Copyright and fair use

The “Fair Use” convention allows the use of small portions of copyrighted materials, without permission, in certain circumstances.  It is this agreement that enables one to make a copy of a journal article, for example, for research and private study, to quote from a work that one is reviewing or include quotations in lecture materials. The convention is a privilege — it is not a right — and really constitutes an agreement that the copyright holder will ignore use of material (and, thus, breach of copyright) provided it is within the guidelines.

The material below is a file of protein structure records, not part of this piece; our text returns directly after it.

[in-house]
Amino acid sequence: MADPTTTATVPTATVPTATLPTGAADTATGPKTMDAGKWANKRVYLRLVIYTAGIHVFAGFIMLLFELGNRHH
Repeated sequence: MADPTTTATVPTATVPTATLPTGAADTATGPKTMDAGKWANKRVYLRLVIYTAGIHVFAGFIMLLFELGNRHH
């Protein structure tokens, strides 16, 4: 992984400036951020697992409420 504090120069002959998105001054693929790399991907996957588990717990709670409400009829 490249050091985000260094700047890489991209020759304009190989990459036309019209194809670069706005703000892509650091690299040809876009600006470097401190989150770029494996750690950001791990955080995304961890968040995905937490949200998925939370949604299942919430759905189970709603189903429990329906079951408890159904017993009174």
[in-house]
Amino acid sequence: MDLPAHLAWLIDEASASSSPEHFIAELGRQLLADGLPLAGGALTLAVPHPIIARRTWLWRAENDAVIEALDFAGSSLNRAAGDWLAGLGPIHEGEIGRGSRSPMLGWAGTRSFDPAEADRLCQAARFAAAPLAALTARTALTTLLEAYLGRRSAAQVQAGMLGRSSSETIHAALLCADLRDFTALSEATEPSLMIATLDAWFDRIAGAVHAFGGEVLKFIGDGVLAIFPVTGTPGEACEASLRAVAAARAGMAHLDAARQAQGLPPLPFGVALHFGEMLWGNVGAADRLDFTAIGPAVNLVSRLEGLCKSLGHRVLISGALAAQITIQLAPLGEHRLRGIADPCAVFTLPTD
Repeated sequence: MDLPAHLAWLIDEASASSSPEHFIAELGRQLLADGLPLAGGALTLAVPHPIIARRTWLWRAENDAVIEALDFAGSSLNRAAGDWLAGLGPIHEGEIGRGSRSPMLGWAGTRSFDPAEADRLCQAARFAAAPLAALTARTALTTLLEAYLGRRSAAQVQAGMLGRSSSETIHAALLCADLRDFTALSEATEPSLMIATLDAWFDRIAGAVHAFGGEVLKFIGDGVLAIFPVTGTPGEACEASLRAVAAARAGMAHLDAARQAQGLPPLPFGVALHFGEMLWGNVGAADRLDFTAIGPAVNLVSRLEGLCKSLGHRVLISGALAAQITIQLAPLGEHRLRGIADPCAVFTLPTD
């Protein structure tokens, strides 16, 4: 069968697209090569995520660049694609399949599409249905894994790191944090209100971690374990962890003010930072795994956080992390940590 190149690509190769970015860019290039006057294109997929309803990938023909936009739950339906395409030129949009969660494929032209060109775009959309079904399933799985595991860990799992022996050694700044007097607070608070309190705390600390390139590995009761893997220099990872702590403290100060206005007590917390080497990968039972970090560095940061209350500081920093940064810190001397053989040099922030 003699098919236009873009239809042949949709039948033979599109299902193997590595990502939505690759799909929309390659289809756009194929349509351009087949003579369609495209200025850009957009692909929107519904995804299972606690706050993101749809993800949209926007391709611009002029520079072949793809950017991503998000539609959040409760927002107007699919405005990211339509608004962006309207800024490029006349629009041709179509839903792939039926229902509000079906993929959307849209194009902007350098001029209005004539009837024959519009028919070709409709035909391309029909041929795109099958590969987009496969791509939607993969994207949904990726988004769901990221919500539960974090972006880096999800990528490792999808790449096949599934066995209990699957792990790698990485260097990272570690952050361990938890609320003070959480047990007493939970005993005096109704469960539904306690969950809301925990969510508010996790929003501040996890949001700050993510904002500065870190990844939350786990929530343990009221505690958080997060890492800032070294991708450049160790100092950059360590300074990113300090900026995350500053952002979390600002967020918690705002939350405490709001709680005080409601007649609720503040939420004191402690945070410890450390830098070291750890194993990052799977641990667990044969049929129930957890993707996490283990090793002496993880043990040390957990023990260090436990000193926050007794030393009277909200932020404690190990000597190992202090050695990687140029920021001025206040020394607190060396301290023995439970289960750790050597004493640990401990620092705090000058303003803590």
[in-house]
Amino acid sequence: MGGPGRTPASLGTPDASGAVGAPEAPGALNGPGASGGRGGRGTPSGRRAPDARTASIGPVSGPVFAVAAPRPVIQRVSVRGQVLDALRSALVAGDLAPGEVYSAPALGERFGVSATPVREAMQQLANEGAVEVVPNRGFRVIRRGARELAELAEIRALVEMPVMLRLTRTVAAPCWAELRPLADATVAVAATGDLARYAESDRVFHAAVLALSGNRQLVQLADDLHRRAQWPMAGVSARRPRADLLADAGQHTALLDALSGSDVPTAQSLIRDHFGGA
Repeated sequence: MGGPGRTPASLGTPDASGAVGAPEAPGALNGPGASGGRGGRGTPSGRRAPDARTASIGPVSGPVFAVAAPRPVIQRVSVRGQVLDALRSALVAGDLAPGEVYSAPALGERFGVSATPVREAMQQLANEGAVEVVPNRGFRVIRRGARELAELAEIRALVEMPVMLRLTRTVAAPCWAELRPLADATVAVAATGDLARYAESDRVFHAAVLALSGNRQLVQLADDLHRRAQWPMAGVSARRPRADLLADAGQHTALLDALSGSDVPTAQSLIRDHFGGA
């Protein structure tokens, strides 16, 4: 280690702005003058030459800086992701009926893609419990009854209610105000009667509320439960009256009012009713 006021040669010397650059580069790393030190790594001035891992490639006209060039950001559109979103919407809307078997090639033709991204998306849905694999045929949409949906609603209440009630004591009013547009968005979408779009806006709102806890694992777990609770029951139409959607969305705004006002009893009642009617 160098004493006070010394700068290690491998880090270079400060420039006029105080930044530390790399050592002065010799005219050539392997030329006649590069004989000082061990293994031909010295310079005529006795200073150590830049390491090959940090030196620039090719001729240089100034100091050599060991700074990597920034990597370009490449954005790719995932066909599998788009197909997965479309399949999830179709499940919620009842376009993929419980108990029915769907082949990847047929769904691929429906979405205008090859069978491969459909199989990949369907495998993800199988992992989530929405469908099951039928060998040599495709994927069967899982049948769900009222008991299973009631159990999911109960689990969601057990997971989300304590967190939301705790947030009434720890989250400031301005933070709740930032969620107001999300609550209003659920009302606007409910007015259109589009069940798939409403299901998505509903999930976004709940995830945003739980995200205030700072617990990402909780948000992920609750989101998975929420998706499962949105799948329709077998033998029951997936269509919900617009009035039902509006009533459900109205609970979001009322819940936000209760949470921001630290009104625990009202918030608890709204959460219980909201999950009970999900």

There is much confusion about how the convention of Fair Use is applied.  An article in the 2 August 2011 issue of Inside Higher Ed seeks to explain what can and what cannot be done under the convention.  Patrica Aufderheide, in “Myths about Fair Use“, provides a clear explanation and reasoning for the provisions of the convention; although she writes from the perspective of an academic in the United States of America, the guidance she offers is equally applicable in South Africa, wherein the legal system also accepts the Fair Use convention.

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